Nikaido-kun’s opening line was “have I kept you waiting?”. That’s . . . a phenomenally bad line to start things off with since it’s not really an apology and doesn’t give a reason, but acknowledges that he’s done something wrong. There’s a bit of contempt there that seems likely to increase the girlfriend’s anger. It’s also clear that he hasn’t taken notice that she’s already upset, which is failure to read the atmosphere.
He says “ii kagen ni shiro yo!”, but I don’t think the way he said it deserves the exclamation point.
If I read it right, I think he then turned around and suggested that, because she was so quick to suspect him, she must be cheating. I hope I understood that incorrectly because . . . is Nikaido-kun deliberately trying to show people what not to do?
Does this look like he’s trying to make up with her?
Worse, he then bangs the table and then stands up. That’s worrisome, since it speaks to violent impulses. He’s also increasing the tension instead of trying to reassure.
Can you believe that immediately after banging the table and standing up in anger, he grabbed her into an embrace like this? If I was the girl, I would have probably struggled and run out.
What does Nikaido-kun have to say for himself after that performance?
After the girlfriend stated her suspicion, Senga-kun shot it down with a firm tone. There was a careful touch of desperation as he reassured her – not too desperate, but just right. He also worked in some keywords including, most importantly, “gomen”. After all, it’s right that he should apologize after giving her a reason to doubt him (though I sometimes despair of how the increasing ease of communication within my lifetime has shortened the delay before distrust sets in). The alternative – attempting to focus on why she’s doubting him, for instance, would only make him seem more suspicious.
To my surprise, Tamamori-kun did apologize or talk about his cell phone getting wet as he entered, asking “what’s wrong?” before saying “gomen” and delivering the explanation.
His denial really had the marks of genuine surprise, and he said “cut it out!” faster than anyone. He said it firmly, but not with the force of some of the others like Senga-kun and Fujigaya-kun. Shouting like that would be out-of-character for him, anyway.
The strongest point for Tamamori-kun was the fact that he was looking directly at her in a pleading way while some of the others seemed evasive with their eyes. He stammered out quite a lot, but did so while giving the impression that he’d be a bad liar.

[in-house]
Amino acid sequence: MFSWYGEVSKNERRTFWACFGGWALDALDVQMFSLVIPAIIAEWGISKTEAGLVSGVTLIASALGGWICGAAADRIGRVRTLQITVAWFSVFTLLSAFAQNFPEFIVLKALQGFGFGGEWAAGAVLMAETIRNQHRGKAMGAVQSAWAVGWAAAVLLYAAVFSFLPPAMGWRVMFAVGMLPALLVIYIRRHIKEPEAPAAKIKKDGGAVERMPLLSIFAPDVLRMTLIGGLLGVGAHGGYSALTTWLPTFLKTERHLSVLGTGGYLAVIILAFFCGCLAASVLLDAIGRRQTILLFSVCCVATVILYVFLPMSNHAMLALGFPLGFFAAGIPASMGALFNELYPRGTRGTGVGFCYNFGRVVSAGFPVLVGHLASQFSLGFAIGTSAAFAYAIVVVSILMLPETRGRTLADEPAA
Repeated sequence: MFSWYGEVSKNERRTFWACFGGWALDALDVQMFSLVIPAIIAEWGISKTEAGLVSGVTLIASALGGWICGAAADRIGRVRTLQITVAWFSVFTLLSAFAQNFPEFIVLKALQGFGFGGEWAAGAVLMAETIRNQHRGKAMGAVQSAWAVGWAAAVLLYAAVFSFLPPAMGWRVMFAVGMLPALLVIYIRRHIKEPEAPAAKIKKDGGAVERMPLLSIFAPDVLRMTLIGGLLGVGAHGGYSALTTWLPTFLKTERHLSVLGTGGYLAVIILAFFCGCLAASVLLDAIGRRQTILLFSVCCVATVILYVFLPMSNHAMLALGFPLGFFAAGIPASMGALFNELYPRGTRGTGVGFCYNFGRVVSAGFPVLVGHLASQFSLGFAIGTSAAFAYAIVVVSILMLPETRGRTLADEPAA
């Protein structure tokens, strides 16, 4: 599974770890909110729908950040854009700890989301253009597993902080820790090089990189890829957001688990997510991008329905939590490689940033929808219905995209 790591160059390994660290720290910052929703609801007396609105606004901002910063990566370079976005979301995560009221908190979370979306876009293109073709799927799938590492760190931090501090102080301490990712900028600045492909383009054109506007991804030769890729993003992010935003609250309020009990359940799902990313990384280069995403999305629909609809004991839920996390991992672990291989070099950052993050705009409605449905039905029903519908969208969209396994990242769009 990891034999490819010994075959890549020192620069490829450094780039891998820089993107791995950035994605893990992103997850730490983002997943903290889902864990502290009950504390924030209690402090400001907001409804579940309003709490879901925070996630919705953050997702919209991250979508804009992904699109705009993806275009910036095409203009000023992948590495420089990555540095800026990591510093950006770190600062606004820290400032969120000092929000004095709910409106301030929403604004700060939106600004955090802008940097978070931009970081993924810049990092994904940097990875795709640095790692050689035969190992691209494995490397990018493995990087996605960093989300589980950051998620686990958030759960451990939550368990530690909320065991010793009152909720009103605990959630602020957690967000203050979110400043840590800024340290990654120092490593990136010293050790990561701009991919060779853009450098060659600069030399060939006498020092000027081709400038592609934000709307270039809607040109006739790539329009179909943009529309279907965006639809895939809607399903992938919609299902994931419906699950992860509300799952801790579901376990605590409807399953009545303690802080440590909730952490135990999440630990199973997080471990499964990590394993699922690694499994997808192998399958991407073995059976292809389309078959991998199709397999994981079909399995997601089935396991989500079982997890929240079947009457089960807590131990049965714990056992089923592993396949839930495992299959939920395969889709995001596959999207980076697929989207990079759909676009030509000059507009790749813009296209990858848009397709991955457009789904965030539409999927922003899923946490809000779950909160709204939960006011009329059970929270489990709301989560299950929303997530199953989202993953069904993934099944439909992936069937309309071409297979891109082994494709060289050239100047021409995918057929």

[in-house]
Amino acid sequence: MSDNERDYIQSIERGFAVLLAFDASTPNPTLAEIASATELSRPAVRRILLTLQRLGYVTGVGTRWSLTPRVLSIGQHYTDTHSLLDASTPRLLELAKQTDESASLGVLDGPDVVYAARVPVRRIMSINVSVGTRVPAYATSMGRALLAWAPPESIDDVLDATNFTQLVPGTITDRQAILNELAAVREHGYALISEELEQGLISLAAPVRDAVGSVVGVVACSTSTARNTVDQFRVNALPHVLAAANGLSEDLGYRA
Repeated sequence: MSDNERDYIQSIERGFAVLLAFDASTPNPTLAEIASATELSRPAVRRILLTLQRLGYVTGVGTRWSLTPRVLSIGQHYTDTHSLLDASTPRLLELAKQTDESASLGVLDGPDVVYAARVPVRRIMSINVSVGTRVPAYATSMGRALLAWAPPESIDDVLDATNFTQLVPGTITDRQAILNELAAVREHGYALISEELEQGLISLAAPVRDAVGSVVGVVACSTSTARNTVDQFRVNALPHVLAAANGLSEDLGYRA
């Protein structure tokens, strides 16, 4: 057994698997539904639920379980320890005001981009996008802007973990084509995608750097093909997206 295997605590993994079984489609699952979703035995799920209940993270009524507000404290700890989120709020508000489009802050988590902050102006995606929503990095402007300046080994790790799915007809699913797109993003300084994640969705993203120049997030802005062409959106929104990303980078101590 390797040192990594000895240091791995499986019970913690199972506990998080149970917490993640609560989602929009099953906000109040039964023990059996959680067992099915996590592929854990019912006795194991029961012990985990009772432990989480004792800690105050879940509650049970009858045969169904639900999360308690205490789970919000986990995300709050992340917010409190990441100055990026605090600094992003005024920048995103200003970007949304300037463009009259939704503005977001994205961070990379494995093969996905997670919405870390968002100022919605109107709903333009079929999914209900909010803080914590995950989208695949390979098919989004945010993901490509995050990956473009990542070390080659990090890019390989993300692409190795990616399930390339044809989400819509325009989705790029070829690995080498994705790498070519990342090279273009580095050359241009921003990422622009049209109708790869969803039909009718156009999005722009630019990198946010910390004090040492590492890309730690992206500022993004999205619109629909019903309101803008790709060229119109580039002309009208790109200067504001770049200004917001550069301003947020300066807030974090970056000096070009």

In the end, he caps it off with a gentle hug – at least, one that had a better feel to it than many of the others we had the displeasure of seeing in this episode.
When Yokoo-kun enters, all he does is note that she seems upset, not even trying to anticipate that she might be upset that he didn’t call.
Instead of firmly denying that he was cheating, he actually sighs when she makes the accusation. He bizarrely adds “soro soro” (any time now, gradually) to the “ii kagen ni shiro yo!” line and says the words without any emotion at all. It was a most unrealistic approach to hearing such suspicions from a girlfriend – I can’t imagine anyone really acting this way.
Yokoo-kun is going to become the Prince of Sighs after this performance. And, as with the other attempts to keep an even tone early, it goes wrong late in the scene – especially when Yokoo-kun’s left arm goes out and forces the girlfriend into him. It’s actually uncomfortable to watch.
At least he says “gomen” at the end, but I don’t think that made up for the rest.
The members all got specific advice from counselor Tsukakoshi Tomoko-san. As Sekine-san noted, the members had better study her words carefully and put the words into practice.
The talk with Sekine-san was also very focused and reflective.
Here’s a bonus teaser for those who haven’t watched the episode: what (or who) are they all laughing at?
This was a challenging scenario for the guys to tackle, and that alone made it worth watching. Throw in the measured humor of Sekine-san and the wisdom of counselor Tsukakoshi-san, and I really couldn’t find anything wrong with it. Except for the flaws in the member’s approaches in the scenes, of course, but all of that was good entertainment whether they triumphed or failed.
It was still reasonably easy to see the differences without knowing the language, though I think getting the dialogue down was more essential in this episode than in some of the others.
So, the show is still fine viewing, though I hope they’ll mix things up a little in the new season – perhaps give the guys some other challenges to prove that they’re not busaiku instead of just these scenes with the girlfriend. Kakkoii doesn’t completely revolve around one’s behavior around a girlfriend, does it? I can probably deal with another season of them keeping it like this, but I’ll probably be itching for fresh elements by October.